This is a fantastic ensemble piece with strong character work. Actors can really get their teeth into the parts and help each other develop relationships on the stage.
There are some restrictions within the casting though as I’d be looking for actors and actresses with English regional accents. The way the play is written, and the period in which it is set, these are characters who pick up on all sorts of flaws and traits to mock and ridicule others. There is no mention about accents.
There will be some singing needed by the girls, but you won’t need to be pitch perfect! There are also some fight scenes and physically demanding scenarios. There will also be a bit of kissing – but not between the female characters!
The stage with be fairly sparse and most of the actress will have to be on stage for the length of the play. The costumes and props will be close to period but not too much so that audience is distracted from the acting.
For the music, I’m looking for someone who can help me create a tune from scratch but also record a variety of versions of the song ‘Botany Bay’.
Talking Heads by Alan Bennett
6th to 10th December 2011
Alan Bennett’s Talking Heads offer a wonderful opportunity for four actors to take control of the stage, engage one to one with the audience and create some of the best loved characters written for the stage.
Bennett is a true master of the monologue and with his help you will have the audience laughing and crying, often at the same time!
The pieces are to be presented in repertory, with the first pair performed on Tuesday and Thursday, the second pair on Wednesday and Friday with a final marathon performance of all four on the Saturday evening.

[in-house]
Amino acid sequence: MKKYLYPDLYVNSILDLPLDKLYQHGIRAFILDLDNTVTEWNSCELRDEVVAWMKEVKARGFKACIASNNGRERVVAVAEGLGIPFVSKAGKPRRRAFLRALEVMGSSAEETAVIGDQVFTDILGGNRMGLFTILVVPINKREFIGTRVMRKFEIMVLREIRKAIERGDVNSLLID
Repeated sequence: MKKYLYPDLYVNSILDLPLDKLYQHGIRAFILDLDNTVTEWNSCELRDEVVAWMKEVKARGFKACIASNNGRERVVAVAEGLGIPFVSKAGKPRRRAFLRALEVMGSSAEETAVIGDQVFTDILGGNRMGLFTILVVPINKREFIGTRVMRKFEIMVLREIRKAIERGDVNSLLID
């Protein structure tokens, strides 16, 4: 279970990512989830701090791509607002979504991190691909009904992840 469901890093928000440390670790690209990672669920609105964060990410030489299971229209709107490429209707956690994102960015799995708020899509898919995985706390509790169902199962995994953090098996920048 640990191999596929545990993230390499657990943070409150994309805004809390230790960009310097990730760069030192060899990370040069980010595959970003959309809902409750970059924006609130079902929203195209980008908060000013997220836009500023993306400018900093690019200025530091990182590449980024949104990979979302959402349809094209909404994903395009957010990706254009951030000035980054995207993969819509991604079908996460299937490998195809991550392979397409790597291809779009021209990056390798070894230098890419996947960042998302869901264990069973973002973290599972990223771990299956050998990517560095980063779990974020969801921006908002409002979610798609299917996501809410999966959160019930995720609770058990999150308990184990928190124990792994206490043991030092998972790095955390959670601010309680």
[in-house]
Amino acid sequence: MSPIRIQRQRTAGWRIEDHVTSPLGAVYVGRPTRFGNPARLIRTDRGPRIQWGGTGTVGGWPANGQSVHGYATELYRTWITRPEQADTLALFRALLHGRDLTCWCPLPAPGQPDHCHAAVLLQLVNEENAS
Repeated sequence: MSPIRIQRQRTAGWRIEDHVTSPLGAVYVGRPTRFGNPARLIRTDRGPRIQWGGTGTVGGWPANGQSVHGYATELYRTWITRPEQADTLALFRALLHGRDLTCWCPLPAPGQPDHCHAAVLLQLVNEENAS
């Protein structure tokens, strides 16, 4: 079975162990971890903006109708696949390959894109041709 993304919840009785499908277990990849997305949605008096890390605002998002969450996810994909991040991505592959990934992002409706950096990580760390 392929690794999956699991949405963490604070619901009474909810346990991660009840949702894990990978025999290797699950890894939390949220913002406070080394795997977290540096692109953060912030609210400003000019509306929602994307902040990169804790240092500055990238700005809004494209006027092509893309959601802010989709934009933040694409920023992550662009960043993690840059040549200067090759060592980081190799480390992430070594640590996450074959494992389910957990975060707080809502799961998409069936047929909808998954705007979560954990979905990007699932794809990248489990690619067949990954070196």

F 3, M 1
Graham – A mild middle-aged man
Susan – An early middle-aged vicar’s wife
Irene Ruddock – An ordinary middle-aged woman
Lesley – In her early thirties
A Chip in the Sugar
Graham, a middle-aged bachelor, emotionally retarded and chronically dependent on his mother, finds life difficult enough at the best of times. When Mother meets an old flame and seems set to marry him, however, Graham’s old insecurities rear their ugly heads again. Fate, eventually, rescues Graham and he resumes his normal life of banal muddle under his mother’s amnesiac tyranny.
Bed Among the Lentils
Susan is a failure when it comes to jam-making and flower-arranging and isn’t at all sure about God; how unfortunate for her that she is married to Geoffrey, a popular and respected vicar who treats her in an intensely patronizing manner and expects her to conform to her role as vicar’s wife. A bleakly hilarious, dark and painful monologue, packed with insights and sparkling satire.
A Lady of Letters
Miss Ruddock writes letters — not, unfortunately, social communications filled with harmless news, but letters of complaint, comment and, occasionally, officious praise to various businesses and government departments. She complains about the lack of care she assumes the child living opposite is receiving and ends up in prison. There, ironically, Miss Ruddock finds freedom and is, for possibly the first time, happy.
Her Big Chance
Meet Lesley, an actress. She has just completed a video (‘targeted chiefly on West Germany’) in which she plays Travis, a career girl who enjoys life, spends a remarkable amount of time topless and shoots a man with a harpoon gun. She tells all, blind to the sinister undertones of her story as well as to her own self-delusions and gullibility.